I've visited nearly three thousand Web sites this year. Of those, only 255 were included in my weekly column. Today, by listing my five favorites of 1998, I'm joining the ranks of many who try to condense the entire year into a single list. What do these five great sites have in common? Interaction with their audience, be it a person-to-person game (Playsite), a computer-to-person game (Garbage) or a guest book filled with World War II memories (WWII An American Scrapbook). Happy New Year!
"If your habits resemble those of average Americans, you contributed 1,570 pounds of solid trash, 23 tons of hazardous waste, and 3,613 pounds of sewage to the world's waste this past year." Twenty-three tons of hazardous waste? That's 126 pounds of hazardous waste a day. Amazed? Find out which household items need special disposal (and which can be tossed in your regular trash) in the informative, interactive Hazardous Waste quiz. Or try your hand at solving the problem of an overflowing landfill. In the Shrinking a Landfill exercise (on the Global Efforts page), your goal is to reduce waste by 10 percent with a budget of $50,000. Can you do it?
Play against human opponents at this Java game site with chat. Playsite includes rooms for checkers, chess, backgammon, and more. You can play as a guest, but registered users (registration is free) get a rating that increases or decreases with play. Remember, the games include chat, so appropriate parent supervision is recommended. My son and daughter really enjoy the scrambled word game, Tangleword. It is fast, addictive, and you compete against many players at once.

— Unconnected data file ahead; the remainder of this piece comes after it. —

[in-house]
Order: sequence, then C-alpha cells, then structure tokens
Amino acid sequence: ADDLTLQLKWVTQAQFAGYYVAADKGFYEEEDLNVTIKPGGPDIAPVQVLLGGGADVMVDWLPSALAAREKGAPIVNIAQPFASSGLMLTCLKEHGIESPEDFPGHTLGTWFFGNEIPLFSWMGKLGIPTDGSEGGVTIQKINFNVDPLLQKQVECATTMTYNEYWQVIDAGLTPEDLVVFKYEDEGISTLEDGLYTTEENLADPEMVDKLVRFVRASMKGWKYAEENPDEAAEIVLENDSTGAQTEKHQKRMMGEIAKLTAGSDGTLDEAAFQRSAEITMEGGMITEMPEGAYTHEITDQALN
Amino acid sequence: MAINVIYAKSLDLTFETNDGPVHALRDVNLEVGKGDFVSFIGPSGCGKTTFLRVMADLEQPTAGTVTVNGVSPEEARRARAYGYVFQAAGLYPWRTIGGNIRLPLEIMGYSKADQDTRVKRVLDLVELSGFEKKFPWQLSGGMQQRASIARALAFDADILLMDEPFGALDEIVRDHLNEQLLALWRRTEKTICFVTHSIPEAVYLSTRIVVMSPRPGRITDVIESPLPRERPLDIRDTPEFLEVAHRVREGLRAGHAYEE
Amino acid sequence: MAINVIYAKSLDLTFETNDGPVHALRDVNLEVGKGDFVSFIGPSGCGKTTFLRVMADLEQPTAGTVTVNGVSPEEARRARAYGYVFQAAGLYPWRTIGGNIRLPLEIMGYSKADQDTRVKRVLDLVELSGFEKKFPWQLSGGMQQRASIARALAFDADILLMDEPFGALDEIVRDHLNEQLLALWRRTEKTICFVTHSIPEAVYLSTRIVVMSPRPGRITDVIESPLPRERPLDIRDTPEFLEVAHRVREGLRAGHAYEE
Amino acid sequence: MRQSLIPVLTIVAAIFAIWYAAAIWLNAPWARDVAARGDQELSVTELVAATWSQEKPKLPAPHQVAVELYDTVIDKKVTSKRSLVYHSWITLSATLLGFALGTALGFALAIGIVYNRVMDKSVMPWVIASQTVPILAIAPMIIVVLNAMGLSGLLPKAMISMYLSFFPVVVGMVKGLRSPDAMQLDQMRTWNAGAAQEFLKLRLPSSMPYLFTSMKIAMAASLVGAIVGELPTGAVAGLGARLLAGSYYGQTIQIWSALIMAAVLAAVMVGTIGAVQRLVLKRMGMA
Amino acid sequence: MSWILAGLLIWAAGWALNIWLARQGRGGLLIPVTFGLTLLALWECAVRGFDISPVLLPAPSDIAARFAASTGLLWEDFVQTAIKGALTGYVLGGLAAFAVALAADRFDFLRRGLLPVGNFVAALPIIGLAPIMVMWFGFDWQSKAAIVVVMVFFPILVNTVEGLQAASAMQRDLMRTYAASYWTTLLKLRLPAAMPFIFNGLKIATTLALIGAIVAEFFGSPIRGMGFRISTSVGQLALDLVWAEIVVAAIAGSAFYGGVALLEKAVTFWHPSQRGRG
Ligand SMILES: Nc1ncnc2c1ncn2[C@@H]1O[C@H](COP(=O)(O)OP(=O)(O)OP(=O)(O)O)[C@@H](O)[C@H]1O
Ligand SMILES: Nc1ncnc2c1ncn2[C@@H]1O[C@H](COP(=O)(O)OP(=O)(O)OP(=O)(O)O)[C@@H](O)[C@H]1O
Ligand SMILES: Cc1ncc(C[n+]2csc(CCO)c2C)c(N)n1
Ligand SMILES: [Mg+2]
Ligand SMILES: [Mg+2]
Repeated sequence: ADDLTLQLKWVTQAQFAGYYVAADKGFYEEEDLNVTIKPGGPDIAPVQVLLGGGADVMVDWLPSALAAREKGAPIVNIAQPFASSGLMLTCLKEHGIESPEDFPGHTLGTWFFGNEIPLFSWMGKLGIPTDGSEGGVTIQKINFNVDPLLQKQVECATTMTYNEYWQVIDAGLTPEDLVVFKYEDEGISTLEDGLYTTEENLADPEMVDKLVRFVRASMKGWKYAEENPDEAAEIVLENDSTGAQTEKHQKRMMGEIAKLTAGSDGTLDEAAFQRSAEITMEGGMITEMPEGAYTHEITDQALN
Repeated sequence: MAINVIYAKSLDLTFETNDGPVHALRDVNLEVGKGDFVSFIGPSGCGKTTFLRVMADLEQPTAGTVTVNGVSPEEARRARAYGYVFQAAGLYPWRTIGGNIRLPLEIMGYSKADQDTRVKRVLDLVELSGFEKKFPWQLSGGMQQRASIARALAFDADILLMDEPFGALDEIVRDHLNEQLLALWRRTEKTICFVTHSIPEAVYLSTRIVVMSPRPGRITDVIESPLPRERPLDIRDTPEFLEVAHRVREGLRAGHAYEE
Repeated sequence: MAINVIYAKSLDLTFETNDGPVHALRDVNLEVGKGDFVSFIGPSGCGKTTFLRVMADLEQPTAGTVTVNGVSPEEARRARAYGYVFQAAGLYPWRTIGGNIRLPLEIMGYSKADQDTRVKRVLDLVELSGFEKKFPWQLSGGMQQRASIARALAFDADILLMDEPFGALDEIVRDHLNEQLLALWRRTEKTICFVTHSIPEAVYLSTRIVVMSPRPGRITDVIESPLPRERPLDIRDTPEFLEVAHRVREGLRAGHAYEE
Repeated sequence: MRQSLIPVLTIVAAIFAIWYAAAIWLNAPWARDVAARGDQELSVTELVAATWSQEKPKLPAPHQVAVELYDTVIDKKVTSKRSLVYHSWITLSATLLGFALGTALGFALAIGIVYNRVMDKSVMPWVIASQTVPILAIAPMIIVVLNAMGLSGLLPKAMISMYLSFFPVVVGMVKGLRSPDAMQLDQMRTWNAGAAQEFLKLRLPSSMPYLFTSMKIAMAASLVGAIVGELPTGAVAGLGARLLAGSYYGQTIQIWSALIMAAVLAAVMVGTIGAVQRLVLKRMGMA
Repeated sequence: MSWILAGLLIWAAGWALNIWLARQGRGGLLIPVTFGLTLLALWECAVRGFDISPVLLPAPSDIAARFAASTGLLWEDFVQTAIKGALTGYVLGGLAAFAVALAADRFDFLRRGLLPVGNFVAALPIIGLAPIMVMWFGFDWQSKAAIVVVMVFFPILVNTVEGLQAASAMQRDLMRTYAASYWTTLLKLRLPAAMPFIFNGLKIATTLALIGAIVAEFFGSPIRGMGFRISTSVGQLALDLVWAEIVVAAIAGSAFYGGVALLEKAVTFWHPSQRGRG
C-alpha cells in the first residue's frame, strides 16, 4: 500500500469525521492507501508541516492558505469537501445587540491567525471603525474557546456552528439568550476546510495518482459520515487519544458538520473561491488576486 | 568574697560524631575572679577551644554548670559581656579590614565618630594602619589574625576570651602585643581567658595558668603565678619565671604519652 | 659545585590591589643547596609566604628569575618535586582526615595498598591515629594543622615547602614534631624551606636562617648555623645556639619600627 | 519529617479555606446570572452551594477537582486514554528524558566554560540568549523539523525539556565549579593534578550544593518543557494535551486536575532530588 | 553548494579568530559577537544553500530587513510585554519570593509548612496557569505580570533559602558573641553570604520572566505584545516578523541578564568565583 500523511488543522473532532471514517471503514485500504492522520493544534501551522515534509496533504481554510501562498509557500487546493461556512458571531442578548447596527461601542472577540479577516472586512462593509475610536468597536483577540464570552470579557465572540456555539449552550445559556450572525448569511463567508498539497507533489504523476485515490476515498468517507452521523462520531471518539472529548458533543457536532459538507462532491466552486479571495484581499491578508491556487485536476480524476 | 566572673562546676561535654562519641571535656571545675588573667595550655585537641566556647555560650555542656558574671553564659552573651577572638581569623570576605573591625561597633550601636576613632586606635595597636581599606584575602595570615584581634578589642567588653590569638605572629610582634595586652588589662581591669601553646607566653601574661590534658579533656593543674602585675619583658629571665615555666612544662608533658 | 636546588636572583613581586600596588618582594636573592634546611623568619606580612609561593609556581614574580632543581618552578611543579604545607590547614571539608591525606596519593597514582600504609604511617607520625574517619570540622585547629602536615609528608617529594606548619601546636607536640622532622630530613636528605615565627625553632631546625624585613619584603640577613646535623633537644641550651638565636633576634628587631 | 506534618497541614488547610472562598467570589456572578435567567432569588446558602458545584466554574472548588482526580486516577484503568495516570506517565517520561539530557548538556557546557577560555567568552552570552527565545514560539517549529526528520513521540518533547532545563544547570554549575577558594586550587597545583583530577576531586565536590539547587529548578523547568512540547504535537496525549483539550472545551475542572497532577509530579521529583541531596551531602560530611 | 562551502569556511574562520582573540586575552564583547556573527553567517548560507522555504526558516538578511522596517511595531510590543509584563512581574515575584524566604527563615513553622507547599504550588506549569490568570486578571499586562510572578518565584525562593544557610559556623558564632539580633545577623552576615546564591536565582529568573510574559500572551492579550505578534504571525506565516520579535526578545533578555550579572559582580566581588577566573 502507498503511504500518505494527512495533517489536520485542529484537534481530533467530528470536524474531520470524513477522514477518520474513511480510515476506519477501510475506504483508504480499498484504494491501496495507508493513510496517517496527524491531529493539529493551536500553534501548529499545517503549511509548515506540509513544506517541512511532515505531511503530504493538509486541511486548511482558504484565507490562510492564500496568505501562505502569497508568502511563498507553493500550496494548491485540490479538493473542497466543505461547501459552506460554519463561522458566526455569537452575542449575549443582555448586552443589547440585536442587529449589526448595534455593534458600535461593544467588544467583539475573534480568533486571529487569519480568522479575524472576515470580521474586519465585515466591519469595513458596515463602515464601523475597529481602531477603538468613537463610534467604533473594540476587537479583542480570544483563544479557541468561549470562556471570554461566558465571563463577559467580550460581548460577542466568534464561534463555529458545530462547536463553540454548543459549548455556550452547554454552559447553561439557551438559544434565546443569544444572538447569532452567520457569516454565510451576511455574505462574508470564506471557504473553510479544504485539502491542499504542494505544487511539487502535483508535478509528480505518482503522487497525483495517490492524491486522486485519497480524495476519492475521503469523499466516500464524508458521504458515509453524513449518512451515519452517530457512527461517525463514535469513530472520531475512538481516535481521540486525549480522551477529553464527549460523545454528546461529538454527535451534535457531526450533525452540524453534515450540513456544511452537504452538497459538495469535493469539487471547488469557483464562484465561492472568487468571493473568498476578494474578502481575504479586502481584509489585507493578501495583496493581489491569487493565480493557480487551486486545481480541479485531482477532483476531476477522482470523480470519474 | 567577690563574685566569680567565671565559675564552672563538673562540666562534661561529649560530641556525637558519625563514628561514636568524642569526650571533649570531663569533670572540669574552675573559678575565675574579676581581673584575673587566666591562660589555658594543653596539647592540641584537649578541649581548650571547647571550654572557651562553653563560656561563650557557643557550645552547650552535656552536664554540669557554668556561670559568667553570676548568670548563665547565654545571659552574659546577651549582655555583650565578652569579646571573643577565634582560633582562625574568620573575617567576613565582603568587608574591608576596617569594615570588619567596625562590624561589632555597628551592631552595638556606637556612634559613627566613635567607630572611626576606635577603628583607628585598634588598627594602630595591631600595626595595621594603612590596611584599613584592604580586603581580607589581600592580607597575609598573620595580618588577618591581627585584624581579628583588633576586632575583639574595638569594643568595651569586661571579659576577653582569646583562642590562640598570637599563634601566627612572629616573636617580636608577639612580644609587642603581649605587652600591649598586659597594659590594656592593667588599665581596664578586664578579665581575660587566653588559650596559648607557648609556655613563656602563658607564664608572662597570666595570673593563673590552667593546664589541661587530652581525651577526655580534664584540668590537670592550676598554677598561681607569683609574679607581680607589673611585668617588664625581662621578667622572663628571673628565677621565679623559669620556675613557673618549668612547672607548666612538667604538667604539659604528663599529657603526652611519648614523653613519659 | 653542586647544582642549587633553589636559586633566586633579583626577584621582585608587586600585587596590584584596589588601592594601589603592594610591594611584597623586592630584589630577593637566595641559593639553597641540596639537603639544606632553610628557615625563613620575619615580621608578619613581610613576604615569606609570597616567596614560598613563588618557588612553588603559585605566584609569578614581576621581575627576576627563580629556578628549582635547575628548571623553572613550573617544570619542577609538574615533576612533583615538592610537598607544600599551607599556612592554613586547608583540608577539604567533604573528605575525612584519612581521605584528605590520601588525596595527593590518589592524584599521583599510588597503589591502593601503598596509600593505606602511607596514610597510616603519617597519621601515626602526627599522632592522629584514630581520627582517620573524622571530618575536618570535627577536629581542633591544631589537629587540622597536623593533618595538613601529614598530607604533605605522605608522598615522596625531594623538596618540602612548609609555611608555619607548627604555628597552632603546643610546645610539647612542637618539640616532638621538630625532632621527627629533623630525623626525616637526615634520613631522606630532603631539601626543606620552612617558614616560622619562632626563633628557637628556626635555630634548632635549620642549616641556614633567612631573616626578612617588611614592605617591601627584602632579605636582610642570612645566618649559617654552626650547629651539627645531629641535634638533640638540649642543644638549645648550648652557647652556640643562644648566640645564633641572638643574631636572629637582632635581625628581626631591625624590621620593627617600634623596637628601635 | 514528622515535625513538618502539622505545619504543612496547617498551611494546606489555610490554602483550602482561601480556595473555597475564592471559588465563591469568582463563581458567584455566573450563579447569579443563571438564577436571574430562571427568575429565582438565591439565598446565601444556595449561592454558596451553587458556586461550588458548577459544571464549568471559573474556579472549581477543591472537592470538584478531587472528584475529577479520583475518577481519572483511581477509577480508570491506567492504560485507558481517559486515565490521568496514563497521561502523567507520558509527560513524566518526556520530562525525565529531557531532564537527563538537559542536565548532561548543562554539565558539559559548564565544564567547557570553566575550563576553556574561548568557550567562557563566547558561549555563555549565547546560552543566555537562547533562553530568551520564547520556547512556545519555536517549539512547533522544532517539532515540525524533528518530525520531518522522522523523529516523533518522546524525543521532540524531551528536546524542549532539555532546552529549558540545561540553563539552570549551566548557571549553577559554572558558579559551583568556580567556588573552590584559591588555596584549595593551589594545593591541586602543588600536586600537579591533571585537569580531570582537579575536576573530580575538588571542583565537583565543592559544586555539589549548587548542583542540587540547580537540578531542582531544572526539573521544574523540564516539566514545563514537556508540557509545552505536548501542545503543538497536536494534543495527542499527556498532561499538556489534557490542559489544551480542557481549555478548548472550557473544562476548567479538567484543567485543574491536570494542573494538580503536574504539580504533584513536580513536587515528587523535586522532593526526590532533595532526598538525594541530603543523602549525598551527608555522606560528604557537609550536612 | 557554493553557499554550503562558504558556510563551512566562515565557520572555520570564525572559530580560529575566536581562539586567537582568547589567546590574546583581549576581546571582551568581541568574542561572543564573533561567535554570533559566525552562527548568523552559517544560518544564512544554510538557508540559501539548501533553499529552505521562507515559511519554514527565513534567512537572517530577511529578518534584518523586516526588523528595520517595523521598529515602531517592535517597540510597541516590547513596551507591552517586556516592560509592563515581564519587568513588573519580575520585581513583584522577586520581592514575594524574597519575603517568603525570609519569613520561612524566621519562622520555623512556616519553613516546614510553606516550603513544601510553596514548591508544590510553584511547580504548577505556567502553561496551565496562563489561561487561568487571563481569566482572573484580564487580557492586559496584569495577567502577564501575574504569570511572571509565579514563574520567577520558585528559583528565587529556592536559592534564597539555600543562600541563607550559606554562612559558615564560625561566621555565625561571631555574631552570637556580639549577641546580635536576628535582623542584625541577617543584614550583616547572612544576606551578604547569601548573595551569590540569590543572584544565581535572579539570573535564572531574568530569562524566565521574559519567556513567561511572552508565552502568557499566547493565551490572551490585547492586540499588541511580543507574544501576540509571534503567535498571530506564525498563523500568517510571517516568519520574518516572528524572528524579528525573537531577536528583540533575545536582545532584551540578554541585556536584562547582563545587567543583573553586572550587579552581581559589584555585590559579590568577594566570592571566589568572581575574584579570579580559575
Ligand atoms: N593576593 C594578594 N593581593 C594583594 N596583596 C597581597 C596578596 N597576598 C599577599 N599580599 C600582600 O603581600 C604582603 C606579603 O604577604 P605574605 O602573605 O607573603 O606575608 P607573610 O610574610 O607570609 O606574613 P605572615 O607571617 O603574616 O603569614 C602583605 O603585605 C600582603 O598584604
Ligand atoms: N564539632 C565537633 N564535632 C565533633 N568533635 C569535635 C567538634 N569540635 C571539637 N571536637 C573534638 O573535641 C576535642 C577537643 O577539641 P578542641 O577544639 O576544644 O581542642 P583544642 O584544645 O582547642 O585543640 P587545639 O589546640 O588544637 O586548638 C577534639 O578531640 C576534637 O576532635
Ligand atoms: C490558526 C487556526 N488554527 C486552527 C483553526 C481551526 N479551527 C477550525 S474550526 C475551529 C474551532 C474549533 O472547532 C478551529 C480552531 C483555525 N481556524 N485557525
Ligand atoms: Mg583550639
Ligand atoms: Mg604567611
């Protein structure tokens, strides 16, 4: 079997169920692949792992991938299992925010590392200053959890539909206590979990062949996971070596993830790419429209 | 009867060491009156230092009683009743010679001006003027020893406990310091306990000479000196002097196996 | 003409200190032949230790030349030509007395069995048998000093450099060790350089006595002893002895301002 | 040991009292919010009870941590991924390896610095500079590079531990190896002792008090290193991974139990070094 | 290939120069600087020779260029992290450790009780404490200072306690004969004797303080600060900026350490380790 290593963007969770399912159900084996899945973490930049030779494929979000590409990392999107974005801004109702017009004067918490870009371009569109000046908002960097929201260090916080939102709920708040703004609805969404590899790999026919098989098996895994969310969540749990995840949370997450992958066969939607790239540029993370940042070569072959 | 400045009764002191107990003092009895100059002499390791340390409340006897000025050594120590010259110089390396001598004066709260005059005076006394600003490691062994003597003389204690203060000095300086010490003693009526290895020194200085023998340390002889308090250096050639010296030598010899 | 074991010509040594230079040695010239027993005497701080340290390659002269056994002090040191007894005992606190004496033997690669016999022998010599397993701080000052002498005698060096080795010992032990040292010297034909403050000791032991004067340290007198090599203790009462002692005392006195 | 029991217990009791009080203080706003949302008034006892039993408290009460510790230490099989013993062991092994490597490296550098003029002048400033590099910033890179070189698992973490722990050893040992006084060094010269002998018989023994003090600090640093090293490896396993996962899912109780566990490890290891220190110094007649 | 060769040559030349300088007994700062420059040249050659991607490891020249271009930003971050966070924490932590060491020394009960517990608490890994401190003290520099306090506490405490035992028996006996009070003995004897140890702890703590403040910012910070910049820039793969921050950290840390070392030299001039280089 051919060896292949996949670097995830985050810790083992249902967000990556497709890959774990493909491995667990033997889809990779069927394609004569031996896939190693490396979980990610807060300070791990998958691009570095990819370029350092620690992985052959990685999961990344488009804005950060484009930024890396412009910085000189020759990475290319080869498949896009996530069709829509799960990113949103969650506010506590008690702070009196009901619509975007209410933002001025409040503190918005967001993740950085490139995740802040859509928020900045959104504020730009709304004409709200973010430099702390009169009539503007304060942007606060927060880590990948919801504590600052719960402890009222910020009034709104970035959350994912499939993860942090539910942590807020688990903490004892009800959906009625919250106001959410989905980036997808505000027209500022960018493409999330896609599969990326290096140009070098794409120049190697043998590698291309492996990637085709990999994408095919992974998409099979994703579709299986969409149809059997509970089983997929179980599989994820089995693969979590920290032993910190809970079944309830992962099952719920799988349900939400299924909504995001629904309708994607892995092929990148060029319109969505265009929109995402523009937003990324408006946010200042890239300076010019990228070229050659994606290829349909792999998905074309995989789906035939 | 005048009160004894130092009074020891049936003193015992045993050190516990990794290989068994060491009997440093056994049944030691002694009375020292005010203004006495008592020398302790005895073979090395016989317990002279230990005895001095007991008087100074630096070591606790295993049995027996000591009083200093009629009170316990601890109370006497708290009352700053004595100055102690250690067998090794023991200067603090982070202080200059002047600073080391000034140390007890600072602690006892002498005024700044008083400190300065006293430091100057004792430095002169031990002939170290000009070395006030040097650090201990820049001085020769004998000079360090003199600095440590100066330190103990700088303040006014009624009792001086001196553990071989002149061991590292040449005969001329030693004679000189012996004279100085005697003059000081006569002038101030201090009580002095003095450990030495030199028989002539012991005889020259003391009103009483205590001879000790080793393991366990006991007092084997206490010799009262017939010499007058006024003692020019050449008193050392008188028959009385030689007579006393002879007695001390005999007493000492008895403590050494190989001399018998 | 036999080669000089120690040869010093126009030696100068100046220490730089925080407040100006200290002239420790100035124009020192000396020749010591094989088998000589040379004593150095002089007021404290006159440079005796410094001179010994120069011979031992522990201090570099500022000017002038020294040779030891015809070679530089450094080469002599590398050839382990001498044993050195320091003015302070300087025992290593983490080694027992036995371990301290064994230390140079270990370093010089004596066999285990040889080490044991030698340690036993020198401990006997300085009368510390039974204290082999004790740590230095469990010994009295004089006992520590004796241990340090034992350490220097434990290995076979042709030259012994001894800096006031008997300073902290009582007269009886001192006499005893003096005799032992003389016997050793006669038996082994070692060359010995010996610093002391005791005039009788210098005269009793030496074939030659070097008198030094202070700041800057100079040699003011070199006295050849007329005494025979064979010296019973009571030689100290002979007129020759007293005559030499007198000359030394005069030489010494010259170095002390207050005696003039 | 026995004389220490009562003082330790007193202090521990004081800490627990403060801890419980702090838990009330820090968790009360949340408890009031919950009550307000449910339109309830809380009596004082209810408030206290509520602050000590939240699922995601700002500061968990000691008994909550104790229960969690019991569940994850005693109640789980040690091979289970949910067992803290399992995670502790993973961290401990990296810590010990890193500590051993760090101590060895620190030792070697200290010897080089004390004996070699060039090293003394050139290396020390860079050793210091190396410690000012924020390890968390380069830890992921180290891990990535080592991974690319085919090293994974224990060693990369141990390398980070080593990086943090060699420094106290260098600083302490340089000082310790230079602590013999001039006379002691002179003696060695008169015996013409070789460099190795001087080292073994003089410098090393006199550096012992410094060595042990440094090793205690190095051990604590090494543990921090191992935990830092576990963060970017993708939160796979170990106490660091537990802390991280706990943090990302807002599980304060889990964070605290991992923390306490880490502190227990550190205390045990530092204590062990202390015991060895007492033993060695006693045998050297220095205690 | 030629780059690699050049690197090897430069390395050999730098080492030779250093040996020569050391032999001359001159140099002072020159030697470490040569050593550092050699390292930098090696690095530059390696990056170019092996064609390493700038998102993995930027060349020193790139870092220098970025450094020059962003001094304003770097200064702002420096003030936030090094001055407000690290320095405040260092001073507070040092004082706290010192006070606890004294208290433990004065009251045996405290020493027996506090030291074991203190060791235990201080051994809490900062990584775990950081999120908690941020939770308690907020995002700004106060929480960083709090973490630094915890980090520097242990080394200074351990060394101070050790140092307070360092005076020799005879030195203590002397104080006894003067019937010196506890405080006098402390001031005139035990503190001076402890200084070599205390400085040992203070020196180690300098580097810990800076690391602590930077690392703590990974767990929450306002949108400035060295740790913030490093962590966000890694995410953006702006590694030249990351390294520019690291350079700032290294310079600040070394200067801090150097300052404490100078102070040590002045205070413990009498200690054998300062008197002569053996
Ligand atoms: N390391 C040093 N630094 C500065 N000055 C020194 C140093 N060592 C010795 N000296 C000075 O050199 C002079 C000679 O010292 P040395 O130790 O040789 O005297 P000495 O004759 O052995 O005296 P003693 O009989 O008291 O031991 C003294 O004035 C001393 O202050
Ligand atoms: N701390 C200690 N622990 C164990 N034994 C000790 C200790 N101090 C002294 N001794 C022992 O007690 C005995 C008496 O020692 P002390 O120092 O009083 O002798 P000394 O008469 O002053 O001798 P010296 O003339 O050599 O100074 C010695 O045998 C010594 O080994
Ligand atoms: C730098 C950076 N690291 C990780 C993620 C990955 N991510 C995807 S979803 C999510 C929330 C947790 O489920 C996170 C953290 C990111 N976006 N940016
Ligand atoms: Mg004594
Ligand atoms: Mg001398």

Would anyone mind if I gave this site six stars? From The Tech Museum of Innovation, comes this beyond-wow introduction to satellites, suitable for all ages. After you've learned the what, why and how of man-made satellites, the don't-miss-it click is the Java-based Satellite Construction Set. First, choose a mission for your satellite. Will it be direct broadcast television, remote sensing or scientific research? Then correctly install each of five subsystems (from a list of eight) by clicking and dragging them into place.
As this fifth-grade team was searching for a topic for their ThinkQuest Jr. Web site, they considered both the Civil War and World War II. Then they came to a realization. "We knew people who were part of the WWII experience... our own families. Our grandfathers and grandmothers all did their part to help win the war. Some were in the middle of it (check out Caitlin's and Kaycie's stories). Others were sacrificing in other ways at home (you can find out more about this in Ben's story). Our job was to find out what parts they played." Each student tells his family's story with words, pictures and audio clips. If your family has a WWII story to share, you are invited to add it to the guest book.